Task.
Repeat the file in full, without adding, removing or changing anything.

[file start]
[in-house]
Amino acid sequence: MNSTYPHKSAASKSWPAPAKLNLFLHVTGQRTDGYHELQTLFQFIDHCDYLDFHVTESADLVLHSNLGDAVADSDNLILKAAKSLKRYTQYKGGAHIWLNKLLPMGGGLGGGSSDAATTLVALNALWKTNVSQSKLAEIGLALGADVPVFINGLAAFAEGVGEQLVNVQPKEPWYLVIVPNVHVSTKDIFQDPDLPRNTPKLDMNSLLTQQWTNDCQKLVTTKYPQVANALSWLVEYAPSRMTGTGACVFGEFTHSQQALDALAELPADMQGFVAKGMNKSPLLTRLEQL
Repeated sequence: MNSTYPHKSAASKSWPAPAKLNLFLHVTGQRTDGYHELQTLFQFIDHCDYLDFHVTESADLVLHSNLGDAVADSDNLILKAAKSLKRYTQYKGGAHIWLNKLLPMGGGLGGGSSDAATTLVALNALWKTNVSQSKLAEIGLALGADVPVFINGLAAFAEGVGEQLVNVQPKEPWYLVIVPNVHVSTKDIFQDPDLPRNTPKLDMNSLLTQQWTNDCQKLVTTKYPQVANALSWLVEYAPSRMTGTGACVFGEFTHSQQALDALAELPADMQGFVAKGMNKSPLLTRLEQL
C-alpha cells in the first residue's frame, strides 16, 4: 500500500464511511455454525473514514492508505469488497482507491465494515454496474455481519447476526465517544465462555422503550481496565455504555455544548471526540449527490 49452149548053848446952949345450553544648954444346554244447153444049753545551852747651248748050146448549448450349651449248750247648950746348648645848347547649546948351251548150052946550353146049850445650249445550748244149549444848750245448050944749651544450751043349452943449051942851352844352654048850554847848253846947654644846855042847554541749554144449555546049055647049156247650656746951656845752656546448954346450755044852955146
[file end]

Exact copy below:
[in-house]
Amino acid sequence: MNSTYPHKSAASKSWPAPAKLNLFLHVTGQRTDGYHELQTLFQFIDHCDYLDFHVTESADLVLHSNLGDAVADSDNLILKAAKSLKRYTQYKGGAHIWLNKLLPMGGGLGGGSSDAATTLVALNALWKTNVSQSKLAEIGLALGADVPVFINGLAAFAEGVGEQLVNVQPKEPWYLVIVPNVHVSTKDIFQDPDLPRNTPKLDMNSLLTQQWTNDCQKLVTTKYPQVANALSWLVEYAPSRMTGTGACVFGEFTHSQQALDALAELPADMQGFVAKGMNKSPLLTRLEQL
Repeated sequence: MNSTYPHKSAASKSWPAPAKLNLFLHVTGQRTDGYHELQTLFQFIDHCDYLDFHVTESADLVLHSNLGDAVADSDNLILKAAKSLKRYTQYKGGAHIWLNKLLPMGGGLGGGSSDAATTLVALNALWKTNVSQSKLAEIGLALGADVPVFINGLAAFAEGVGEQLVNVQPKEPWYLVIVPNVHVSTKDIFQDPDLPRNTPKLDMNSLLTQQWTNDCQKLVTTKYPQVANALSWLVEYAPSRMTGTGACVFGEFTHSQQALDALAELPADMQGFVAKGMNKSPLLTRLEQL
C-alpha cells in the first residue's frame, strides 16, 4: 500500500464511511455454525473514514492508505469488497482507491465494515454496474455481519447476526465517544465462555422503550481496565455504555455544548471526540449527490 49452149548053848446952949345450553544648954444346554244447153444049753545551852747651248748050146448549448450349651449248750247648950746348648645848347547649546948351251548150052946550353146049850445650249445550748244149549444848750245448050944749651544450751043349452943449051942851352844352654048850554847848253846947654644846855042847554541749554144449555546049055647049156247650656746951656845752656546448954346450755044852955146